The issue at large is not healthcare, it’s insurance. If we are going to socialize medical care in America, then medical insurance and the lawsuits around medical care all have to be jettisoned. Allowing businesses to write the ACA laws was a mistake, they wrote them to ensure business and profits not to provide better care. The law is worse for people and doctors but better for businesses.
Let’s fix it and get medical care for all, and be done with corrupted billion dollar industries siphoning money out of healthcare like parasites.
6. I will become uninsurable again. I have a genetic disorder that causes my joints to pop out of socket. Because there is no “cure” they refuse to insure me.
I am aware Trump has said that they will keep some things including the pre-existing clause. Here’s the thing, I’ll believe it when I see it. Our Government has been known to promise things and not deliver.
And to those certain people who don’t believe I have any value to this world: No, I am not going to just “die already” because my body is not 100% and I’m a drain on society.
7. I’m under 26 and have a chronic condition. Under ACA I can stay on my parents insurance. When it gets taken away I will probably not be able to afford to pay for my healthcare, and I am scared the death.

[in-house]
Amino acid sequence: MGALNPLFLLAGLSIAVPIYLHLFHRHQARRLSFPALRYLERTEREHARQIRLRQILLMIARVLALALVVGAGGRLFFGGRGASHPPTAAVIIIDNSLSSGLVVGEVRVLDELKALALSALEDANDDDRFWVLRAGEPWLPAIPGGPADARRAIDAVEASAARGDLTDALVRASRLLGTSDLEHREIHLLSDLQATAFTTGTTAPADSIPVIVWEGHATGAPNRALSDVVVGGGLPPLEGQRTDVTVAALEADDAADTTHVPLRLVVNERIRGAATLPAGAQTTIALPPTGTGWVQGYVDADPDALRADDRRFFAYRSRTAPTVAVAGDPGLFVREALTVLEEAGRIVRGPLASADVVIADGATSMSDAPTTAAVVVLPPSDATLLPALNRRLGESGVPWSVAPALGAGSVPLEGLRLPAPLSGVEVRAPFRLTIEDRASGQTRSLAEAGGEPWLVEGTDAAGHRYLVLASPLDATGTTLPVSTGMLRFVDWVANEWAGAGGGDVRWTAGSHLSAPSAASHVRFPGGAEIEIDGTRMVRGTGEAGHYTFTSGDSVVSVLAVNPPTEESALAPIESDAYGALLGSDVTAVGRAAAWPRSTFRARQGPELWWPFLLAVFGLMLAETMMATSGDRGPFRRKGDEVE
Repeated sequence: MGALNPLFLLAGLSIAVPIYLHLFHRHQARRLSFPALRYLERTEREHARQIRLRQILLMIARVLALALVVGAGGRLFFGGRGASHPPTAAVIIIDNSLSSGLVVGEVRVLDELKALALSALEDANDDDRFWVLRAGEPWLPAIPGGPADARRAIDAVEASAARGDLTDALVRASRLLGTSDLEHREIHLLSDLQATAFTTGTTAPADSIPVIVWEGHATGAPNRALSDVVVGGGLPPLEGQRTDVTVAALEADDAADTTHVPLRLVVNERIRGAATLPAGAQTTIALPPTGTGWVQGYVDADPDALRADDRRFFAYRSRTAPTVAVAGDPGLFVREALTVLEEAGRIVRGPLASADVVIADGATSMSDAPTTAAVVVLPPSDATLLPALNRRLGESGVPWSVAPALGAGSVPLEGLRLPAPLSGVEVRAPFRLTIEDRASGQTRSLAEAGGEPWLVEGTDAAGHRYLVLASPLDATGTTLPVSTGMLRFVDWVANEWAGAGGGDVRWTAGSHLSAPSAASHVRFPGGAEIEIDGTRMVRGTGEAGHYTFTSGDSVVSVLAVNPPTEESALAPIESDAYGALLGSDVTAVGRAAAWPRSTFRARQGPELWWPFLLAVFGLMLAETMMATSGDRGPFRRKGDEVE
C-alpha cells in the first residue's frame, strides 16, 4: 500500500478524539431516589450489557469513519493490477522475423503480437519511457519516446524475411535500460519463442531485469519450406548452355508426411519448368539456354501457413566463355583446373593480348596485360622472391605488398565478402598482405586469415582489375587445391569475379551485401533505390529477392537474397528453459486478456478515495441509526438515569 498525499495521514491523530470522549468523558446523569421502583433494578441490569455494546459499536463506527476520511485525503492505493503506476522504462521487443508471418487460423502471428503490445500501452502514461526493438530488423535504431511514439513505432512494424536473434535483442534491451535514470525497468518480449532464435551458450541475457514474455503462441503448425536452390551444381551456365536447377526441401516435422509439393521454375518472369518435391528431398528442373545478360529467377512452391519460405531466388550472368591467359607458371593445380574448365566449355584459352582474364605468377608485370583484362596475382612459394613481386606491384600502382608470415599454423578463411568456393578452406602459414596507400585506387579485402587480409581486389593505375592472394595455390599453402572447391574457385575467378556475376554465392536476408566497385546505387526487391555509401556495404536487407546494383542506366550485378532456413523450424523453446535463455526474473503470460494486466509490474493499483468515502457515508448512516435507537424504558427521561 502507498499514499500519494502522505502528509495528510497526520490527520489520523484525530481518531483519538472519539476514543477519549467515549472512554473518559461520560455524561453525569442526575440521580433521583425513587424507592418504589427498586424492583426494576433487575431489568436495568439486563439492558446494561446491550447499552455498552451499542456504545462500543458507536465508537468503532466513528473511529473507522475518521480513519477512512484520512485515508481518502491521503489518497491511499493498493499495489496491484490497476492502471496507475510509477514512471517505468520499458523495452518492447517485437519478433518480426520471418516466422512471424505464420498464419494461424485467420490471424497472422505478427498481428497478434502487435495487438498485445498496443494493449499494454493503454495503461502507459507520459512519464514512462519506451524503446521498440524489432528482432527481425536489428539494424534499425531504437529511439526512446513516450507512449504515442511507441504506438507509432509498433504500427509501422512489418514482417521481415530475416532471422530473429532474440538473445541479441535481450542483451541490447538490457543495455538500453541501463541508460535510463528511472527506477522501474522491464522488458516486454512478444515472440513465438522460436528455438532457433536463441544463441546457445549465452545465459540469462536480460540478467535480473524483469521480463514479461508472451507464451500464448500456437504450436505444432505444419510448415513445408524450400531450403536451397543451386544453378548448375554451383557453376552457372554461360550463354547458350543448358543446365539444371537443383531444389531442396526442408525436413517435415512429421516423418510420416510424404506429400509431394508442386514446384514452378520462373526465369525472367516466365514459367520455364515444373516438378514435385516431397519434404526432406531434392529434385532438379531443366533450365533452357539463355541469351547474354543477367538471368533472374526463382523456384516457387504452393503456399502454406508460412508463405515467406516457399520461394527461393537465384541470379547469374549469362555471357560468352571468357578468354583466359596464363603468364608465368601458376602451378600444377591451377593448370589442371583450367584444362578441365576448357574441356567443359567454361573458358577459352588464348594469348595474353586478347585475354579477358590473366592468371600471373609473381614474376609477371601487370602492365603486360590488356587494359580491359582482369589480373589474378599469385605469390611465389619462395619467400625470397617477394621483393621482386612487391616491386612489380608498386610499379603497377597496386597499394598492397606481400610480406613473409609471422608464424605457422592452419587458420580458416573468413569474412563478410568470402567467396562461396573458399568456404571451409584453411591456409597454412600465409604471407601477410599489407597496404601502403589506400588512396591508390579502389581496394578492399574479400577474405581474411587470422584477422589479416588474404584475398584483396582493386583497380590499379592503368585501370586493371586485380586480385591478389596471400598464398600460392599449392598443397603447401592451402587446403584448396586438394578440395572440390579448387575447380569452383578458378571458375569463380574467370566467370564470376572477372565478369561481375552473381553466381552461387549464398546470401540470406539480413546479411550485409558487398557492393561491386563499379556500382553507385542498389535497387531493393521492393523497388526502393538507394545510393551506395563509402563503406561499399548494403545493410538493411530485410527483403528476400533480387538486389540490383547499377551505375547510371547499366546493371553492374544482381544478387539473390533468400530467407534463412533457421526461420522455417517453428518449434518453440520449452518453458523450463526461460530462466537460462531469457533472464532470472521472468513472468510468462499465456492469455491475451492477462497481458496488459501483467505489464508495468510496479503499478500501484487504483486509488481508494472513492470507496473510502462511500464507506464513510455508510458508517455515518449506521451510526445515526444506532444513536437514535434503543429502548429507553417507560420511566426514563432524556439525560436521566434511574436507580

8. You might hate me for saying this, but I work for an insurance company. There are a couple of things I think people should understand. We don’t want to charge you any more than is necessary. (continued…)
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It’s very easy to demonize your insurance company as some faceless greedy jerk charging astronomical prices unnecessarily, but insurance underwriters are real people and we see you struggling to get by with these ridiculous premiums every day.
The problem is that insurance companies are not endless buckets of money that could just pay for everything and be fine. They have to set prices at a number that allows them to stay in business. Most of them are not overcharging you. The fact that they pay for so much is what contributes to the ridiculous prices.
When we assess the likelihood that we’ll pay out, how much those payouts will be, and how frequently, math tells us we have to charge a certain amount to be profitable. We see it all the time where someone’s premium is like $2,000/month because they have conditions and we know there’s no way they can afford that, but we cannot help them. It’s either we charge that price or we just don’t cover them because their risk is too high.